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My library is in a community where the population triples in the summer. Our policy for issuing cards is based on the system standards - photo ID such as a driver's license, and if that is not available two pieces of currently dated mail such as a rental receipt or phone bill. This becomes a sticking point in the summer when people who are only here for a week want to get a card. Now, I have no problem saying no and explaining why. What I'm wondering from you, oh beloved community, is do any of you work in a system that does issue short term cards for non-residents? If so, what are the parameters? Do you charge for the card in case materials go home with the tourist?

I've come across a few websites that will issue "guest" library cards that only allow the guest patron to sign out one item at a time.

A few libraries in our system issue new users cards that have restrictions on them for the first several months, but those patrons still need to meet the residency requirements.

(I would also like to add that I don't understand why our rudest patrons always seem to be summer visitors!)
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My brother sent this on from Vienna.  You don't know if the customers are alive or dead, until you open the door...

2014-07-04_16-01-18_54

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I am interviewed on Italian TV in connection with my new ebook, based on my trip to Matera, which, while not yet available in the USA, will be soon!

https://www.youtube.com/watch?v=jdEXdlRqbaE

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This morning I received a $2 payment in the the interlibrary delivery. A patron at library B paid it at her library (library B) for an item belonging to my library, that she signed out here. Great. I like to get money. However, said patron actually owes us $42. I looked at her account to see that she currently has NO bills. $12 of these bills had been paid at library B and $30 had been paid at library C. I called library C first, and they investigated. Called me back to tell me that a clerk had made a mistake and tallied the $30 with library C's money and they will send us the $30.

I could not reach library B by phone, so I emailed and asked if I could expect to see the $10 in the mail. The answer I received was kind of hilarious, in a way that makes me want to smack myself (or someone else) in the face. The director said that the $10 was not paid at library B and she doesn't know where it was paid. Perhaps I can email someone at the library system and get them to investigate? Furthermore, she has "difficulty" figuring out where fines are supposed to go to, because she didn't know where the items were signed out from.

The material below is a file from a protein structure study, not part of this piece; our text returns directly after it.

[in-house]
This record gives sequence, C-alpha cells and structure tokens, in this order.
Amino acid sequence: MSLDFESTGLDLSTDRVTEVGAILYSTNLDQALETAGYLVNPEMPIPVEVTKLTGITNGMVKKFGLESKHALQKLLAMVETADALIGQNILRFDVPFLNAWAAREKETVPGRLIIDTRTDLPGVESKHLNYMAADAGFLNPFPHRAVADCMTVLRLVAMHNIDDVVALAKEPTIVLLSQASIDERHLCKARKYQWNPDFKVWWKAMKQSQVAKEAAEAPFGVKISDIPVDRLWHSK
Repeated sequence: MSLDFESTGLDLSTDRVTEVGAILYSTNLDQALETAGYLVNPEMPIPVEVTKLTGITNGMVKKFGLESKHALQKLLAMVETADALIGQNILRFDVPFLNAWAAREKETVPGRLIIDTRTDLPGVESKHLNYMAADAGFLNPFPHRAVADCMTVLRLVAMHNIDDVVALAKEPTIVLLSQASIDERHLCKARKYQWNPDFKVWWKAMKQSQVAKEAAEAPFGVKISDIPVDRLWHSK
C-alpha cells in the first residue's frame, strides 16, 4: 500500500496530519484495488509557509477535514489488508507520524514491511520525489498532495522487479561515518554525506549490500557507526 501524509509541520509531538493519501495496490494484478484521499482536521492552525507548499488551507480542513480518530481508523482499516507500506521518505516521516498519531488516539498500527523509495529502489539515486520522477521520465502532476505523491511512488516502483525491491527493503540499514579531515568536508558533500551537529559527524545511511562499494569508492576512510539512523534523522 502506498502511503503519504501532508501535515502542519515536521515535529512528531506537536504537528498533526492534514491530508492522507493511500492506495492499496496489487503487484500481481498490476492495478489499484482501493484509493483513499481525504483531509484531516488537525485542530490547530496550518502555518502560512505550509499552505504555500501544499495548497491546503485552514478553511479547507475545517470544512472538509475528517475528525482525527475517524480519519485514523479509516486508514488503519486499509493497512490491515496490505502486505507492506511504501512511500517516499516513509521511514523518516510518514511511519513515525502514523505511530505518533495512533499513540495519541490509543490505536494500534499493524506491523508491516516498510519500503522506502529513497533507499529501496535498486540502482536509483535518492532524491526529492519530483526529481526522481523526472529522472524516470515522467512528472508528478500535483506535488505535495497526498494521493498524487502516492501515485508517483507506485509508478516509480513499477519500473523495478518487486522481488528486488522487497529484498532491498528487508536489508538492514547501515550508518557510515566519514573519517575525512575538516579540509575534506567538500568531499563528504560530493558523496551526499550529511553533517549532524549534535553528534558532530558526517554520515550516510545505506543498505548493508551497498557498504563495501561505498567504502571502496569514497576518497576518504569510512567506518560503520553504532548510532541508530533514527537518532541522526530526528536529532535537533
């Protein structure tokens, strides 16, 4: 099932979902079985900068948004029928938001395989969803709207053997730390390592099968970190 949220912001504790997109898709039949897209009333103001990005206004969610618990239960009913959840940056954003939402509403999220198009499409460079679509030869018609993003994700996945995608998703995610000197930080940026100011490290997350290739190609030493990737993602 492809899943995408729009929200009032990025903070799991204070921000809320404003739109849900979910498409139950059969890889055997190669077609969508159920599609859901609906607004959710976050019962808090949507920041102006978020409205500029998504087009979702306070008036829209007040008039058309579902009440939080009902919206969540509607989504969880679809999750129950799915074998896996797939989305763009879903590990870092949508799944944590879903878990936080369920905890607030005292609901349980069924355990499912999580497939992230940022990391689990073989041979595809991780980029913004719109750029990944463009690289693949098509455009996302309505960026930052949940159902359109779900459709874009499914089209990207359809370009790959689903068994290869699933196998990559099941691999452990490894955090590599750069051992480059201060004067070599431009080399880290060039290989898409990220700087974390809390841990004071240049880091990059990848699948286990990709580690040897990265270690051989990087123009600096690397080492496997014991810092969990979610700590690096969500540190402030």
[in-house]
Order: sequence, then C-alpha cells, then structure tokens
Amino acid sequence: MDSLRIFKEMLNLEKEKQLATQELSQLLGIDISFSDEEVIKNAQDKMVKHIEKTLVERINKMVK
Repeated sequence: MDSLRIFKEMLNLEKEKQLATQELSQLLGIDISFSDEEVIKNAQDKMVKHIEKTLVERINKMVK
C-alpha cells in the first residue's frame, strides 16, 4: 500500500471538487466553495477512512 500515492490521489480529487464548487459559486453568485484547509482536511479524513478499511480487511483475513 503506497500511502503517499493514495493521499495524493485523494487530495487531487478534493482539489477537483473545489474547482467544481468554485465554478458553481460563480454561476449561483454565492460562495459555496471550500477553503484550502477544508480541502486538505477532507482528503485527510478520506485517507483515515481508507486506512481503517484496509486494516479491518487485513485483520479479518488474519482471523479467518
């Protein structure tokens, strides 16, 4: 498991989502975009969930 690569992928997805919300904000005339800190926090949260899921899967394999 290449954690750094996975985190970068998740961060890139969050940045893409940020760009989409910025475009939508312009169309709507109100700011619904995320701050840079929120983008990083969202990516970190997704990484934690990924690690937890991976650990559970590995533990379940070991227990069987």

All you have to do is click on the amount owed, and a window pops up. It tells you who owns the item, and where it was checked out. How did she figure out who to send the $2 if not this way? Even after the bill is paid, you can click on the amount paid and it will tell you at which library it was paid. You can see this information it multiple screens.

To make matters worse, she didn't even have to send me the $2, because our circulation system standards are that if a fine is under $5, the library that collects it can keep it. So I dug a little deeper and saw that the fine wasn't even PAID at library B it was FORGIVEN. This is a no-no. You should never forgive another library's fines. We should have least been given the courtesy of a phone call. "Hey, Patron is here and has the following sob story. Can we forgive the fine?" To which I would have replied no. Because this patron knows one of my clerks, and had been texting my clerk asking her to erase all her fines.

We had a directors meeting about two weeks before this patron's fine is forgiven, during which we made it part of our circulation standards among our automated libraries that one library must not relieve another's fine. Do you want to know who made the motion? THE DIRECTOR AT WHOSE LIBRARY THE $10 fine was forgiven. Jeez Louise. Every single fine this patron has "paid" at library B has actually been forgiven. Which is fine, I guess, if it's your item - but not if it is someone else's!!!!!

I'm sending the director screen shots of the pages that show the fine was forgiven at her library and asking her for the $10. I'm going to ask our person at the library system services office to see who was logged into Sirsi and did the actual forgiving too.

Am I over-reacting?
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Okay, so my boss sent me a file to proofread. This is not abnormal, I am very good at spelling/grammar, to the point where I considered becoming a professional copy editor at one point.

She has clearly not read through it or even hit the spellcheck button in Word.

But I'm really not sure how the hell she managed to make some of these spelling errors, as you'd THINK she'd notice she typed disapperan instead of disappearance and dn instead of and. These are not simple typos.

So yeah. Annoyed. Again. Bah.

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